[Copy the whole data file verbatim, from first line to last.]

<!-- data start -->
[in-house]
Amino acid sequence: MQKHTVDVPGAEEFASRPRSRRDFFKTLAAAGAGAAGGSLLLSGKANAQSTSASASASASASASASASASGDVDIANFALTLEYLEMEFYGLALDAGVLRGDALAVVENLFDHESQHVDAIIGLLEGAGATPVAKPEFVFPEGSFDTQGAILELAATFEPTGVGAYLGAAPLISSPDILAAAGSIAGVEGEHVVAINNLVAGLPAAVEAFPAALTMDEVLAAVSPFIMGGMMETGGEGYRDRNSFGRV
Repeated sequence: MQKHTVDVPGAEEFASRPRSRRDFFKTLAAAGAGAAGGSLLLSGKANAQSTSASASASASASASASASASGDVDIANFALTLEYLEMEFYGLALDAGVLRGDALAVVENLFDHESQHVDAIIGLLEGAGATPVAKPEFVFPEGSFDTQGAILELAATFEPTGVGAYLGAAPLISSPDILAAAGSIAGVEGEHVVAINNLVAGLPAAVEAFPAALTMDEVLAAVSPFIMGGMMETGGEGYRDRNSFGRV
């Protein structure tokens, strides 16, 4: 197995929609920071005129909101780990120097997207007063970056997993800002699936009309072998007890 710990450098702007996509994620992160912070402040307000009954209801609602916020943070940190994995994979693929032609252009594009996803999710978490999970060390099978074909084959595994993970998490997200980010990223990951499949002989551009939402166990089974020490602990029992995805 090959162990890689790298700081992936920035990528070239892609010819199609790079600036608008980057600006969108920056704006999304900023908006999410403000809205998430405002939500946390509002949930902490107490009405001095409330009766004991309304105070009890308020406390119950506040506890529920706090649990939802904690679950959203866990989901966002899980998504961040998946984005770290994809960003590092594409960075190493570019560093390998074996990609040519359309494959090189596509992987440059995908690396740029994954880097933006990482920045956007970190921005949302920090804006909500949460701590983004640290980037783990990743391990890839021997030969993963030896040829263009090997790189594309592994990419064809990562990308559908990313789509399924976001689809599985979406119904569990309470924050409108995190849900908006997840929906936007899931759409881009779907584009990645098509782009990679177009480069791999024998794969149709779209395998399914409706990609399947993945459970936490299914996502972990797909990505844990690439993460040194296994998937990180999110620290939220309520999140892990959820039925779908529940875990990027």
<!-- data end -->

[in-house]
Amino acid sequence: MQKHTVDVPGAEEFASRPRSRRDFFKTLAAAGAGAAGGSLLLSGKANAQSTSASASASASASASASASASGDVDIANFALTLEYLEMEFYGLALDAGVLRGDALAVVENLFDHESQHVDAIIGLLEGAGATPVAKPEFVFPEGSFDTQGAILELAATFEPTGVGAYLGAAPLISSPDILAAAGSIAGVEGEHVVAINNLVAGLPAAVEAFPAALTMDEVLAAVSPFIMGGMMETGGEGYRDRNSFGRV
Repeated sequence: MQKHTVDVPGAEEFASRPRSRRDFFKTLAAAGAGAAGGSLLLSGKANAQSTSASASASASASASASASASGDVDIANFALTLEYLEMEFYGLALDAGVLRGDALAVVENLFDHESQHVDAIIGLLEGAGATPVAKPEFVFPEGSFDTQGAILELAATFEPTGVGAYLGAAPLISSPDILAAAGSIAGVEGEHVVAINNLVAGLPAAVEAFPAALTMDEVLAAVSPFIMGGMMETGGEGYRDRNSFGRV
């Protein structure tokens, strides 16, 4: 197995929609920071005129909101780990120097997207007063970056997993800002699936009309072998007890 710990450098702007996509994620992160912070402040307000009954209801609602916020943070940190994995994979693929032609252009594009996803999710978490999970060390099978074909084959595994993970998490997200980010990223990951499949002989551009939402166990089974020490602990029992995805 090959162990890689790298700081992936920035990528070239892609010819199609790079600036608008980057600006969108920056704006999304900023908006999410403000809205998430405002939500946390509002949930902490107490009405001095409330009766004991309304105070009890308020406390119950506040506890529920706090649990939802904690679950959203866990989901966002899980998504961040998946984005770290994809960003590092594409960075190493570019560093390998074996990609040519359309494959090189596509992987440059995908690396740029994954880097933006990482920045956007970190921005949302920090804006909500949460701590983004640290980037783990990743391990890839021997030969993963030896040829263009090997790189594309592994990419064809990562990308559908990313789509399924976001689809599985979406119904569990309470924050409108995190849900908006997840929906936007899931759409881009779907584009990645098509782009990679177009480069791999024998794969149709779209395998399914409706990609399947993945459970936490299914996502972990797909990505844990690439993460040194296994998937990180999110620290939220309520999140892990959820039925779908529940875990990027």